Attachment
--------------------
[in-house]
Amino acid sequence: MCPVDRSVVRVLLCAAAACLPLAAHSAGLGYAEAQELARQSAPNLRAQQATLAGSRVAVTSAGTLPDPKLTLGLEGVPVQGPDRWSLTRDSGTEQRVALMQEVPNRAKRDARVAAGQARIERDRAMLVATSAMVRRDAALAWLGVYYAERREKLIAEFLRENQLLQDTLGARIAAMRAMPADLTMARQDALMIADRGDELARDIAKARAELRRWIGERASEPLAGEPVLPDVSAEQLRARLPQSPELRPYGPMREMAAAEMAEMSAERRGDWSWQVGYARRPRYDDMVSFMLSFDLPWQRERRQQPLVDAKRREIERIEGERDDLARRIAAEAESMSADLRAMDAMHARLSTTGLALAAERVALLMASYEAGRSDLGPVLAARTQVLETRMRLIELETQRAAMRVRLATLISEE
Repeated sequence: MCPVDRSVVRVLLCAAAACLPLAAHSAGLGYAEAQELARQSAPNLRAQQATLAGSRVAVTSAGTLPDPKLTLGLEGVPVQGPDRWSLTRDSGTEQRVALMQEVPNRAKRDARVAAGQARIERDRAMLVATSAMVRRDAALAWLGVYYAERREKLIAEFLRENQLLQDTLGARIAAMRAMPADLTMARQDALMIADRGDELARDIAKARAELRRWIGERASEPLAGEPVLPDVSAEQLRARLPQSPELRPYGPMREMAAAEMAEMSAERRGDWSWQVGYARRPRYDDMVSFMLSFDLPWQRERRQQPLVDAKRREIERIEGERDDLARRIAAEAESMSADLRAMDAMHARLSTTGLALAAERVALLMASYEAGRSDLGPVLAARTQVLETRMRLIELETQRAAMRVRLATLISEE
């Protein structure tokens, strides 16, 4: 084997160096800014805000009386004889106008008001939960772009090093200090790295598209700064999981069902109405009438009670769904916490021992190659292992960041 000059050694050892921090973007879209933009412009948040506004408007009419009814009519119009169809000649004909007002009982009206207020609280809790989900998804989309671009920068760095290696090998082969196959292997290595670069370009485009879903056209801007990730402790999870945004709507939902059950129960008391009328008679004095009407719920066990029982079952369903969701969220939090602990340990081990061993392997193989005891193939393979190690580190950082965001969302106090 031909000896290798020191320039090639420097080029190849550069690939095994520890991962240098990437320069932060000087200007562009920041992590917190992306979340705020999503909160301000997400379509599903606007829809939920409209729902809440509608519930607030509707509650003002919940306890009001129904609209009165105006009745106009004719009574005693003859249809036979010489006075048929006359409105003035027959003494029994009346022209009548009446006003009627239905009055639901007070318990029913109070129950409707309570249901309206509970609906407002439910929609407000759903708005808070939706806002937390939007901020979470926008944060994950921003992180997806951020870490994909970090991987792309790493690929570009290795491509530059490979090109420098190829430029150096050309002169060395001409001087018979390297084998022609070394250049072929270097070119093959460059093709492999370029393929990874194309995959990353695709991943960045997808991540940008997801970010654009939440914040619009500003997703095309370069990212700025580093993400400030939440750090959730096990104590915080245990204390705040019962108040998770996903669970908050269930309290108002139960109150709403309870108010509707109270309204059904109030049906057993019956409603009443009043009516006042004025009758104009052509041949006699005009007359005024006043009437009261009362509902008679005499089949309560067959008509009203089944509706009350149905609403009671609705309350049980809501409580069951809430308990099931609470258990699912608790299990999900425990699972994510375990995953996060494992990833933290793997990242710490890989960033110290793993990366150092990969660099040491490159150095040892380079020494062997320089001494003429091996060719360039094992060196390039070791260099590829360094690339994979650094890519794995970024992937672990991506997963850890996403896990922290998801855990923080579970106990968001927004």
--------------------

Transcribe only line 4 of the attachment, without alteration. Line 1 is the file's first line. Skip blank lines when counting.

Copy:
């Protein structure tokens, strides 16, 4: 084997160096800014805000009386004889106008008001939960772009090093200090790295598209700064999981069902109405009438009670769904916490021992190659292992960041 000059050694050892921090973007879209933009412009948040506004408007009419009814009519119009169809000649004909007002009982009206207020609280809790989900998804989309671009920068760095290696090998082969196959292997290595670069370009485009879903056209801007990730402790999870945004709507939902059950129960008391009328008679004095009407719920066990029982079952369903969701969220939090602990340990081990061993392997193989005891193939393979190690580190950082965001969302106090 031909000896290798020191320039090639420097080029190849550069690939095994520890991962240098990437320069932060000087200007562009920041992590917190992306979340705020999503909160301000997400379509599903606007829809939920409209729902809440509608519930607030509707509650003002919940306890009001129904609209009165105006009745106009004719009574005693003859249809036979010489006075048929006359409105003035027959003494029994009346022209009548009446006003009627239905009055639901007070318990029913109070129950409707309570249901309206509970609906407002439910929609407000759903708005808070939706806002937390939007901020979470926008944060994950921003992180997806951020870490994909970090991987792309790493690929570009290795491509530059490979090109420098190829430029150096050309002169060395001409001087018979390297084998022609070394250049072929270097070119093959460059093709492999370029393929990874194309995959990353695709991943960045997808991540940008997801970010654009939440914040619009500003997703095309370069990212700025580093993400400030939440750090959730096990104590915080245990204390705040019962108040998770996903669970908050269930309290108002139960109150709403309870108010509707109270309204059904109030049906057993019956409603009443009043009516006042004025009758104009052509041949006699005009007359005024006043009437009261009362509902008679005499089949309560067959008509009203089944509706009350149905609403009671609705309350049980809501409580069951809430308990099931609470258990699912608790299990999900425990699972994510375990995953996060494992990833933290793997990242710490890989960033110290793993990366150092990969660099040491490159150095040892380079020494062997320089001494003429091996060719360039094992060196390039070791260099590829360094690339994979650094890519794995970024992937672990991506997963850890996403896990922290998801855990923080579970106990968001927004």